February 11, 2016 - 10:49 AM
'WHAT IS GOING ON AND WHY AREN'T WE TALKING ABOUT IT?'
KAMLOOPS - A local mother who recently lost her son to a fatal overdose after he ingested fentanyl is hoping that by speaking out about the lethal drug being in the city she can help prevent more fatal overdoses.
Sandra Tully knew her son Ryan Pinneo, 22, struggled with an oxycontin addiction, but says coroner’s disclosed to her the last drug he took was a fatal amount of fentanyl — a drug 100 times stronger than heroin — which she suspects was added to the pills he regularly purchased from his dealer.
“He said that Ryan had a lethal dose of fentanyl in his system. So the fentanyl alone would have killed him,” she says. “It’s only been three weeks since he passed so those drugs are probably still on the street. People are probably still taking them."
Tully says after finding her son in his room, she found pills, which she says were turned over to RCMP and will be tested at a centre in Ottawa.
“In my mind, there’s absolutely no doubt (they were laced.) In the way these pills are made or manufactured, one pill will have a lethal dose, while the next pill beside it will only have a grain of it. These aren’t chemists that are making this. There’s no regulation. So you really don’t know who you’re buying from, who they got them from, who manufactured them. It’s a crapshoot."
What adds to Tully’s frustration are her concerns around a lack of communication about the drug and that it takes a death to spark a dialogue.
“What is going on and why aren’t we talking about it?” she says. “A friend of mine texted me… another man passed away a week after Ryan. I just don’t get it. I’m sure that ASK Wellness is frustrated. I’ve listened to reports of the school district drug and alcohol counsellors saying it’s not an issue and it’s not on their radar — well, it should be. I’ve listened to people from Interior Health say ‘we’re not seeing it; it’s not happening here’. They’re not making it to the emergency room; they’re dying in their homes. Of course you’re not seeing it."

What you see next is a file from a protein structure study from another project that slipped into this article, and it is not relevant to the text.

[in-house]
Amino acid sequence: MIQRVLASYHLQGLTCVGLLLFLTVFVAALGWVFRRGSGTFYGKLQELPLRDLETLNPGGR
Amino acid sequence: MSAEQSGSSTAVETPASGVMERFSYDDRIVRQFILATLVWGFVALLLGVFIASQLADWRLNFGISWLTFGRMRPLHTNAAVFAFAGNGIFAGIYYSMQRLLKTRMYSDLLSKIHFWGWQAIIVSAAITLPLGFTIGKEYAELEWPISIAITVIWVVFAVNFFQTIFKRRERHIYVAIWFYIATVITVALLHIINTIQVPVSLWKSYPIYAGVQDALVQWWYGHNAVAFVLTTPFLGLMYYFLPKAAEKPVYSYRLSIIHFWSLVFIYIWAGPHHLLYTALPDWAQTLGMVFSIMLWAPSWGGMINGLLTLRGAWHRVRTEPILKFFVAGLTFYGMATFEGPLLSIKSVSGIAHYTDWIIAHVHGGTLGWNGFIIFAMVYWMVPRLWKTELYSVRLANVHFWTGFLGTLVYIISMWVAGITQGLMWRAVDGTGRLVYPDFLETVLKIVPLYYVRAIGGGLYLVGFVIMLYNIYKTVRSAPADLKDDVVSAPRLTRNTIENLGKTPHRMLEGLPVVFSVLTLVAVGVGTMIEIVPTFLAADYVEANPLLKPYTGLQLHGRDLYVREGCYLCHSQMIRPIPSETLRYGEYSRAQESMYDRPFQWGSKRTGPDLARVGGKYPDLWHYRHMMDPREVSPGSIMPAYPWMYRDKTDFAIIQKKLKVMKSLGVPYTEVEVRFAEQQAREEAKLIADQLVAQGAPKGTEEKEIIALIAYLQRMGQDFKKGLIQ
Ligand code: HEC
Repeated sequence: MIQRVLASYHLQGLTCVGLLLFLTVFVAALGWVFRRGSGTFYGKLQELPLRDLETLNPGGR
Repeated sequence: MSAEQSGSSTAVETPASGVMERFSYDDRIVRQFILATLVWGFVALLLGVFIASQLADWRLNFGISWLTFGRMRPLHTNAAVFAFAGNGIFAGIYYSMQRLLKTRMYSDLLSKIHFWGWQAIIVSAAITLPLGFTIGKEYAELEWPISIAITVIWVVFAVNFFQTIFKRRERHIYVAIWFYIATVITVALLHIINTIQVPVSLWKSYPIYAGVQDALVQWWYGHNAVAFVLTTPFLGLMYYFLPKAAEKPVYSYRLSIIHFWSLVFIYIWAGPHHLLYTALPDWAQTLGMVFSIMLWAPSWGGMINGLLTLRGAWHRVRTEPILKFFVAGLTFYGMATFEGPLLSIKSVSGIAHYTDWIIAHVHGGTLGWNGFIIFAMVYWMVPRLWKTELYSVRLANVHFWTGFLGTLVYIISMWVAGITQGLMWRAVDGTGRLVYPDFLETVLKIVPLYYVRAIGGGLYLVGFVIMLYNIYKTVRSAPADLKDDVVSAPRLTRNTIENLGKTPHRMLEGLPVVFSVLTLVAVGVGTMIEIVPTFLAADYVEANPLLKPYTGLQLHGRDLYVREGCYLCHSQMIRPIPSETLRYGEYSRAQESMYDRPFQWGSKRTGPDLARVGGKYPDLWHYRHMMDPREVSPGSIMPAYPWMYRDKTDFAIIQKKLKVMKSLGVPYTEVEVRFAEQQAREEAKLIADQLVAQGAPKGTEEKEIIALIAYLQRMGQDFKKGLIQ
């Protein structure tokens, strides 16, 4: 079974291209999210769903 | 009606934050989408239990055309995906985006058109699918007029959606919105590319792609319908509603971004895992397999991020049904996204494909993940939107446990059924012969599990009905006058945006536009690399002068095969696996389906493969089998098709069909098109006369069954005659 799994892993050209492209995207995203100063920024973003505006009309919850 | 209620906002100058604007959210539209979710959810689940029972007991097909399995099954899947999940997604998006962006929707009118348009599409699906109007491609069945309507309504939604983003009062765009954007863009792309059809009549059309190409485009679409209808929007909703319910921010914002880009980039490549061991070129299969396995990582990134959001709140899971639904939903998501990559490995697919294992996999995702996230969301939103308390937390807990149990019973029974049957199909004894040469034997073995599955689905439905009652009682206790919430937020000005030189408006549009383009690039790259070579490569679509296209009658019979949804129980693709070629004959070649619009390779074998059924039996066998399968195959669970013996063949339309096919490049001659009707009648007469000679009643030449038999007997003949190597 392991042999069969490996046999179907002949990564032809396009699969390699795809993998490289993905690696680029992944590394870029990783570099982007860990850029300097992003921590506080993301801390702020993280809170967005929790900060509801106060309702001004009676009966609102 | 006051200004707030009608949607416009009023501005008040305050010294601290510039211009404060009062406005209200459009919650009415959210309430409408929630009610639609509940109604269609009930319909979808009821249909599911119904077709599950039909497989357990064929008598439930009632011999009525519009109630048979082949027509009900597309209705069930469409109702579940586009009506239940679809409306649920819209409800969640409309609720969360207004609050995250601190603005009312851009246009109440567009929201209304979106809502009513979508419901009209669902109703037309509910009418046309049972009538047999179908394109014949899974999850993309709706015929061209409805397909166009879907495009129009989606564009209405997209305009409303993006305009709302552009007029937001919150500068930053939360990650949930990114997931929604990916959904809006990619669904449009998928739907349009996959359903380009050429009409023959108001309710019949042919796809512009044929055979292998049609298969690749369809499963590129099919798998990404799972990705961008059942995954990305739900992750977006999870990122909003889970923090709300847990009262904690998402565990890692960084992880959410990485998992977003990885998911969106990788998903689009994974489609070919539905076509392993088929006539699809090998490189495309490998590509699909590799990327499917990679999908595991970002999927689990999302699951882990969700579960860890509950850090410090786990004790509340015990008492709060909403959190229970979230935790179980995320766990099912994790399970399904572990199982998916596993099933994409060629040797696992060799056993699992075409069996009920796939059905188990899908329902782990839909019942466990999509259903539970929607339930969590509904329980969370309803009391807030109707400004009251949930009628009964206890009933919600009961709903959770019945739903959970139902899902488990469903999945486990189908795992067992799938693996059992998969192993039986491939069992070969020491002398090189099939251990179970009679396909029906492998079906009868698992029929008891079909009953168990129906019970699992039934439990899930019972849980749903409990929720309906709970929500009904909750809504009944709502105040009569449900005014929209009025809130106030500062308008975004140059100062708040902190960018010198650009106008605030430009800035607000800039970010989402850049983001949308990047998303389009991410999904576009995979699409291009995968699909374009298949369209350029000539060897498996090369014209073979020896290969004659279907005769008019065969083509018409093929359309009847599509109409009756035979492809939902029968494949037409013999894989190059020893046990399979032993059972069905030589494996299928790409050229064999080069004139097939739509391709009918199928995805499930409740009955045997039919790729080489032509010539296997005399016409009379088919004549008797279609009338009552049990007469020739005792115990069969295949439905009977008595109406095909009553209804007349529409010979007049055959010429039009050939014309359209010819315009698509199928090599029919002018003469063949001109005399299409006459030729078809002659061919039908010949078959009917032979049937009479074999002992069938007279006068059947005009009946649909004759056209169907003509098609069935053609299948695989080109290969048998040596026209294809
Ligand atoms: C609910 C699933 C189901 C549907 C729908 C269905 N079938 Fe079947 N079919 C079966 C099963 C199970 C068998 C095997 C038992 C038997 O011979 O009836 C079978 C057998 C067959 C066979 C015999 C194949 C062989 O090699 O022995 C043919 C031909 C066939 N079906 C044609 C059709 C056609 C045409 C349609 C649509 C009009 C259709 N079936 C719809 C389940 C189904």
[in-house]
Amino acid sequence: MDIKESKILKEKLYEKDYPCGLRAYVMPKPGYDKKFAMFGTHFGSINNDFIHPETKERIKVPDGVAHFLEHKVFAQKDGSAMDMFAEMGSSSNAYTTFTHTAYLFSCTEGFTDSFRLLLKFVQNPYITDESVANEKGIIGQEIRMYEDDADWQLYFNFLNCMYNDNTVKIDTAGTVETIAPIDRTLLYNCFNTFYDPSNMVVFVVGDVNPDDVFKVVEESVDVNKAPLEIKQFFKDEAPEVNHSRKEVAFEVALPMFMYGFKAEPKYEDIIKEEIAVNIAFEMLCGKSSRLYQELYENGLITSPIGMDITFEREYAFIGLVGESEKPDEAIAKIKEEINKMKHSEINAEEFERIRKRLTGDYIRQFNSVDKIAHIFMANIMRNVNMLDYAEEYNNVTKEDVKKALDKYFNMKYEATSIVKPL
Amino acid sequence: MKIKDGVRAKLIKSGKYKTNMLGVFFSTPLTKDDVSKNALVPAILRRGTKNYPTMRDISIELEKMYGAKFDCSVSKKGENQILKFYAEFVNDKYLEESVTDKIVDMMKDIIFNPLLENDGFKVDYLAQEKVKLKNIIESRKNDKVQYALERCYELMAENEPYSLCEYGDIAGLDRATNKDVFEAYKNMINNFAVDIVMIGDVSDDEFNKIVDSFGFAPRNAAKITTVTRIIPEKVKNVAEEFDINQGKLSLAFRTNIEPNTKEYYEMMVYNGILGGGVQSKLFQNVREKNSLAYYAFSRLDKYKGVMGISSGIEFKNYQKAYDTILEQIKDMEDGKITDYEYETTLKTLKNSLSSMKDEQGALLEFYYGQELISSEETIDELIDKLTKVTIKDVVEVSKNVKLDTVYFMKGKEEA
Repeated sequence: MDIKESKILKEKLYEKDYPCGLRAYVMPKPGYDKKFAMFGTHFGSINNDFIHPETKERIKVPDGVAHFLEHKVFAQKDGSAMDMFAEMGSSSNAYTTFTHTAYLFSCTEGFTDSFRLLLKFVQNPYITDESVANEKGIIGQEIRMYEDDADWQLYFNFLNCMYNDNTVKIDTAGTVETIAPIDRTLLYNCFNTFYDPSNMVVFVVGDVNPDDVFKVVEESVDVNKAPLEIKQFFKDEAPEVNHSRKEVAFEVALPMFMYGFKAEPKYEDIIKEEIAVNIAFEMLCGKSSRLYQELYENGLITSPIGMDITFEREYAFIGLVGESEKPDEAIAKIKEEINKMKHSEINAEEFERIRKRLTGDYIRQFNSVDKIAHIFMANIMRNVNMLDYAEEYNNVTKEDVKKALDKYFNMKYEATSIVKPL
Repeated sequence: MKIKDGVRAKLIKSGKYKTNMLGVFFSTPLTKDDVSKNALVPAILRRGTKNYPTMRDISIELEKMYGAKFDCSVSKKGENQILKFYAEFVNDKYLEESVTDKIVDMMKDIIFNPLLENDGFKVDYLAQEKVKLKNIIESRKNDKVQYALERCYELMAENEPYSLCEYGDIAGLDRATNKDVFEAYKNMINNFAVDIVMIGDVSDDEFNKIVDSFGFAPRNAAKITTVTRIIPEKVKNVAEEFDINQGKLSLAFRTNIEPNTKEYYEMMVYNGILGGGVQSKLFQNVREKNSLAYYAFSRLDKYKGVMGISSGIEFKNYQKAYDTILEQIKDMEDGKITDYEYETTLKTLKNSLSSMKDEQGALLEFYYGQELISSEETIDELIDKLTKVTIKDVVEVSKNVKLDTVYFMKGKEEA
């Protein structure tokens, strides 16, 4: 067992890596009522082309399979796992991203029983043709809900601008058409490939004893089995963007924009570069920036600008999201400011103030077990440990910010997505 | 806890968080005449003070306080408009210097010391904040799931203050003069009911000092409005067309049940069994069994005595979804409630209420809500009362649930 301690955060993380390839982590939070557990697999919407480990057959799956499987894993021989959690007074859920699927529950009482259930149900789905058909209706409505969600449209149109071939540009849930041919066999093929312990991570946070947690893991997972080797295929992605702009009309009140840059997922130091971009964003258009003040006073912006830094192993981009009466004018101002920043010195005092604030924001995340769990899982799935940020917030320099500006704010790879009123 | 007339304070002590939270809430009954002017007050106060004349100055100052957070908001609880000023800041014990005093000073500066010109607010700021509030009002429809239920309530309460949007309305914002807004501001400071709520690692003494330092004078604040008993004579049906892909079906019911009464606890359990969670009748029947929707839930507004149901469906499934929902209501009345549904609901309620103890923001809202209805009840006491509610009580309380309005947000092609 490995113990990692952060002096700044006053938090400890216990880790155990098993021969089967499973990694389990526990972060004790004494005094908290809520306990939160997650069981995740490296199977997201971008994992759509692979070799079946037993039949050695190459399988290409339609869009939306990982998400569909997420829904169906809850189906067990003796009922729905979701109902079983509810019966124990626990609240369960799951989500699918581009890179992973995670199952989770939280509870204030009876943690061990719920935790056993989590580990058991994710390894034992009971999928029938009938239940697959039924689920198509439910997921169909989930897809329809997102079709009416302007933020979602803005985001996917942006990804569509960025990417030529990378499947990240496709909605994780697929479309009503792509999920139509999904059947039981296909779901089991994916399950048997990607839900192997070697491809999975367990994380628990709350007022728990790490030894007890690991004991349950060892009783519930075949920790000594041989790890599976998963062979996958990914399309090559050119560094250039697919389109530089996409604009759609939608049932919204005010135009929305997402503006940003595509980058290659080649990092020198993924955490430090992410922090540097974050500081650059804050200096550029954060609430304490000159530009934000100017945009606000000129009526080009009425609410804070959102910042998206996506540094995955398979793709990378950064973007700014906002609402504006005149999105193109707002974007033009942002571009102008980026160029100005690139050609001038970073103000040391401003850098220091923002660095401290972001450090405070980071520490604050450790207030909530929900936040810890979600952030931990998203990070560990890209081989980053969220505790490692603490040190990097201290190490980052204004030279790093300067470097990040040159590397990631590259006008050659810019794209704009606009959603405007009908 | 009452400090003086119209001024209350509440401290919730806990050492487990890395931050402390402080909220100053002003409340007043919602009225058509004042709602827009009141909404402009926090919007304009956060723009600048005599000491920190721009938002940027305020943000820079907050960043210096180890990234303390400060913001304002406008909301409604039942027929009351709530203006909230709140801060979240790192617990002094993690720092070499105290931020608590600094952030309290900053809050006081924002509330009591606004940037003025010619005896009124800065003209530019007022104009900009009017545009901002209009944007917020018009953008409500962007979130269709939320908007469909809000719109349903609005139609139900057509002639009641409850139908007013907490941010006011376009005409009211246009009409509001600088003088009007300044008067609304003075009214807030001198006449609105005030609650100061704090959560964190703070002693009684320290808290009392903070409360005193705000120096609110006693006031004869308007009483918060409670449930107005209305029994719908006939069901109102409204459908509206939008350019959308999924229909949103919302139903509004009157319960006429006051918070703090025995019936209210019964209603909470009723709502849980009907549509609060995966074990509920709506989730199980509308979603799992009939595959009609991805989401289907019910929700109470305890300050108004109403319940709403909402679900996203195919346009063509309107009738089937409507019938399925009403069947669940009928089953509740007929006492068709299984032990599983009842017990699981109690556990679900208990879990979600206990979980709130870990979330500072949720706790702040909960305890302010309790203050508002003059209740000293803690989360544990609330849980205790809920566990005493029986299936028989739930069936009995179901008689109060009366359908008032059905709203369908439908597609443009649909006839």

Tully, still overcome by grief, says she feels it’s up to her to ‘shout it from the rooftops’ that fentanyl is present in Kamloops and hopes her message can prevent another death.
“I locked my front door that night. I thought my kids were safe and they weren’t,” she says. “It’s horrible, but we have to do something as a community. I’m not an activist. I just know I lost my son to this terrible thing."
The mother says she knows her son was struggling with addiction, but was ready to move forward in life and discussed buying a car, or going back to school.
“He was funny, caring. He was probably more sensitive than people realize. We would be out in the backyard or driving somewhere. For a 22-year-old guy he would notice something beautiful outdoors and he would comment on it. He just saw that kind of stuff. Those are the things I’m really going to miss,” she says. "In my heart, I know this kid was on the flip side (of his addiction). "
Community social workers and doctors have spoken up in recent months about a lack of drug testing across the country. Those experiencing an opiate overdose in a hospital setting are given the same treatment, but there’s no testing on what drugs the patient took. The B.C. Coroners Service has tracked fatal overdoses from the drug.
Interior Health and Kamloops RCMP have not issued any alerts on the presence of fentanyl in the city.
RELATED READING: Tracking drug overdoses needs improvement to curb the 'fentanyl crisis': Kamloops doctor
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News from © InfoTel News Ltd, 2016